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Divided Thailand faces risk of civil war

Tuesday, 25 February 2014 - 4:46pm IST | Place: Bangkok | Agency: AFP
Near-daily gun and grenade attacks in the protest-hit capital Bangkok have raised concerns that the nearly four-month-old political crisis is entering a dangerous new phase
  • Thailand-protests AFP

Thailand risks sliding into civil war after a wave of political violence in which 22 people have been killed, officials warned Tuesday as the unrest claimed the life of a fourth child.

Near-daily gun and grenade attacks in protest-hit Bangkok have raised concerns that the nearly four-month-old political crisis is entering a dangerous new phase with both sides refusing to back down. More than 700 people have been wounded since demonstrators took to the streets for rolling rallies aimed at ousting Prime Minister Yingluck Shinawatra and ending the political dominance of her billionaire family.

A five-year-old girl died of her wounds Tuesday after gunmen sprayed bullets at an opposition rally in eastern Thailand over the weekend – the second child killed in the attack. On Sunday a four-year-old boy and his sister, 6, were among three victims killed by a grenade blast at a protest site in an upscale Bangkok shopping district.

The head of Thailand's equivalent of the FBI on Tuesday warned that the situation may "escalate into civil war". Department of Special Investigation chief Tarit Pengdith urged "restraint and patience" on both sides of the political divide, during a televised address by officials handling the security response to the crisis.

His comments echoed a similar warning from the head of the coup-prone army.

"Absolutely, there will be civil war if all sides do not respect rules," General Prayut Chan-O-Cha wrote in an SMS to AFP. "The military will do everything for the country and the people... not for a particular side," he added. Protest and government leaders bear "responsibility for the losses", Prayut wrote, a day after warning in a rare televised speech that the country risks "collapse" unless it pulls back from the brink.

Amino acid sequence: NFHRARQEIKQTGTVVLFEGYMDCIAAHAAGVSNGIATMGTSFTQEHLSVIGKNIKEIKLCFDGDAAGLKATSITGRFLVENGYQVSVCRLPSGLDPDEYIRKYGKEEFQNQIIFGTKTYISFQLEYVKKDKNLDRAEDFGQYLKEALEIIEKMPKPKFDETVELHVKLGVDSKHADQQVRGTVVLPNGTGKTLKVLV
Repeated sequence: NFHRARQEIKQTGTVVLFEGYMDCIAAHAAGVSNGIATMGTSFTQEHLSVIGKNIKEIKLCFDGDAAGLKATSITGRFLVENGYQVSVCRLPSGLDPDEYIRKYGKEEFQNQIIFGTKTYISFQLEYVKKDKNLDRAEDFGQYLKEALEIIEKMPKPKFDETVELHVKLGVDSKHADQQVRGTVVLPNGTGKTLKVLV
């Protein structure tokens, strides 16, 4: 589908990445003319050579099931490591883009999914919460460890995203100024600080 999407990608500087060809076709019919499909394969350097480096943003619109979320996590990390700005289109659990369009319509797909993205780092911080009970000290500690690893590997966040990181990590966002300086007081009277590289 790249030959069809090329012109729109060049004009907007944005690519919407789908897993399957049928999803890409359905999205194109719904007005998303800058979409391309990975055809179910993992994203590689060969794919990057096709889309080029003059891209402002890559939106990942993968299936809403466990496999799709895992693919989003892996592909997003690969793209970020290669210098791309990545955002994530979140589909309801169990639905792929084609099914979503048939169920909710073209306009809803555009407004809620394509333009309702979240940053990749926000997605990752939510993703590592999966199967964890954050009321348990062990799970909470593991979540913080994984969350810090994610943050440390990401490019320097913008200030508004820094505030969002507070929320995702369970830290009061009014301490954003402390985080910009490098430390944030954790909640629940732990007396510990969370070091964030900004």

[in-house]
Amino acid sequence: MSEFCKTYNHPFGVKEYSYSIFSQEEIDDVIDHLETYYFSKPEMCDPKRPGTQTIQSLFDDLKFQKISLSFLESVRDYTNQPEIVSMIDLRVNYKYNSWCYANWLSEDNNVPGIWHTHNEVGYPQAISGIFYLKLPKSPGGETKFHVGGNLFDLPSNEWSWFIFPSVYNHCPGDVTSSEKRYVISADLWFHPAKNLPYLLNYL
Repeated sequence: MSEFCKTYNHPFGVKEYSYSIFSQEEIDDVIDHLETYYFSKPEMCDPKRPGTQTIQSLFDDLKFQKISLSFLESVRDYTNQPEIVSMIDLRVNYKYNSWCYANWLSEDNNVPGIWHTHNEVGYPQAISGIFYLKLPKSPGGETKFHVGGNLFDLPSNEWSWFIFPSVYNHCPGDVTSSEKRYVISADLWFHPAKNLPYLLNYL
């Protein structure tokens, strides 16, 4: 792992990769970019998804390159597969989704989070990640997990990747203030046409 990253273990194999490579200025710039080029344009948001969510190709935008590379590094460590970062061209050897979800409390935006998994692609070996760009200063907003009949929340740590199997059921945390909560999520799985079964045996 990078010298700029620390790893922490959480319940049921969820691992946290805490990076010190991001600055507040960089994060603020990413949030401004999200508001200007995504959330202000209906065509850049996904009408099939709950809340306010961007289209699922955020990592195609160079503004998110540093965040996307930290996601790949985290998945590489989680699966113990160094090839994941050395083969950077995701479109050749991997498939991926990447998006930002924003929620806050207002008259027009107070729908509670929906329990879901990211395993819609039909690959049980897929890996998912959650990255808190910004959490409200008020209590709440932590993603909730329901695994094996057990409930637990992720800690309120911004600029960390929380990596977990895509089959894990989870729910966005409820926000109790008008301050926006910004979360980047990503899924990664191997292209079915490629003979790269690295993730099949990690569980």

Government supporters have accused opposition demonstrators of trying to incite the military to seize power, in a country which has seen 18 successful or attempted coups since 1932, but so far the army has remained largely above the fray.

Thailand has been bitterly divided since a bloodless coup by the military in 2006 ousted Yingluck's elder brother, Thaksin Shinawatra, as prime minister, unleashing years of political instability.

The latest unrest is the deadliest since more than 90 people died during protests by pro-Thaksin "Red Shirts" in 2010 that sparked street clashes and a bloody military crackdown. Concerns are mounting that the Red Shirts could return to the streets of Bangkok to defend the government, bringing the risk of clashes between rival protesters.

Gunfire rang out early Tuesday near a rally camp in a Bangkok park occupied by demonstrators. Two people were slightly wounded, officials said. A rally spokesman said that gunmen had attacked the camp but it was not possible to verify his account.

 

Reds to mobilise

The Red Shirts, mainly drawn from the rural north and northeastern provinces, have held back from demonstrations in the capital since November when several people died after clashes broke out near one of their rallies at a stadium in Bangkok. They have stepped up their rhetoric in recent days as Yingluck comes under growing pressure.

"We must be ready to come to Bangkok within 24 hours for one purpose... to protect democracy," senior Red Shirt leader Nattawut Saikuar said at a press conference Tuesday. The Reds will stage rallies over the coming weekends in the northeast as a show of strength, he added.

Yingluck has been summoned by an anti-corruption panel to hear neglect of duty charges on Thursday that could lead to her removal from office, although it is unclear if she will personally attend the hearing.

The opposition says the Shinawatra family and its allies, who have won every election for more than a decade, have fostered widespread corruption and used taxpayers' money to buy the loyalty of rural voters. The demonstrators accuse Thaksin of running the country by proxy while living in self-exile to avoid jail for a corruption conviction.

Protest leaders want to install an unelected "people's council" to reform the country before new elections are held in around a year to 18 months.

Nobody has claimed responsibility for a series of violent incidents, sometimes involving shadowy gunmen armed with semi-automatic weapons. The authorities and the protesters blame each other for the attacks.


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